Why Calderwood House offers hope to all of us

From my opinion column written for the Egremont 2Day newspaper.


I was impressed and moved by Rachel Holliday when I met her for the opening of Calderwood House recently.

I was impressed because this woman had virtually strong-armed a number of people, including the Police and Crime Commissioner for Cumbria, into helping turn her project into reality and somehow managed to have them smiling about it nonetheless. Some people just rub others up the right way I guess.

I was moved because she is a woman who has known homelessness herself, pulled herself up out of poverty and then decided she was going to pull others up with her too.

When talking about Matthew White’s Rucksack project which gave out thousands of rucksacks filled with helpful items to the homeless Rachel said “if that’s what one man can do in a year imagine what a woman can do?!” I like that kind of fighting talk laced with a damned fine sense of humour. I can be friends with someone like that.

This is a woman then who has brought a little more humanity into Egremont. She’s looked at a real need, looked into the faces of those who are hurting, and decided not to wait for ‘someone else’ to help them. She didn’t find excuses; she didn’t throw spare change into their outstretched arms or give a donation to a charity (well, I suspect she did actually but that’s not the point!); she got up, made plans, found those who could help make the dream a reality and got on with it. Two years later and we have a derelict Police station serving the community usefully again.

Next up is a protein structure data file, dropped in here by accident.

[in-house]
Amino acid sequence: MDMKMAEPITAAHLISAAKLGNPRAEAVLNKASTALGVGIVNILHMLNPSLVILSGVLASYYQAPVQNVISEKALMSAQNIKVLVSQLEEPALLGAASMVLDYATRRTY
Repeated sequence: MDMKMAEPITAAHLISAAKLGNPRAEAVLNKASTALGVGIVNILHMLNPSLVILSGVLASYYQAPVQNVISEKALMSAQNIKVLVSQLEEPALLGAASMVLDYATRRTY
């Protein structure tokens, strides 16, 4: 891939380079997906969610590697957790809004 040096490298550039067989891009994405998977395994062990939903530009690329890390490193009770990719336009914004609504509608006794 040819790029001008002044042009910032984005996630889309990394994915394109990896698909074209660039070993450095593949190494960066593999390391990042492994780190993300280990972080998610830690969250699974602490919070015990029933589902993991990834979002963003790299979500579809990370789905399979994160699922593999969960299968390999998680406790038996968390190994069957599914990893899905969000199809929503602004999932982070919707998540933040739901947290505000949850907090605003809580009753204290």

Calderwood House doesn’t just offer hope to homeless people who, after vetting, will be given opportunity to gain skills and support into finding work and moving on to independent accommodation after six months. It offers hope to all of us because it is too easy, when times are tough and we see need everywhere, to turn off and simply walk away.

It’s called the Bystander Effect among psychologists: the more people are around when someone needs help, say in an accident, the less likely it is that anyone will do anything to help at all. It’s not that we don’t care; perhaps it’s just that we feel overwhelmed and incapable?

I wonder if Rachel Holliday ever felt like that as she struggled for 27 months to see the project come true? If she did, she beat those feelings down and got on with doing something anyway. We need more people like her around and I’m very pleased that Egremont is home to her project. Peter Watson, the founder of this paper would, I’m sure, be smiling right now. Peter and Rachel were cut from the same cloth.


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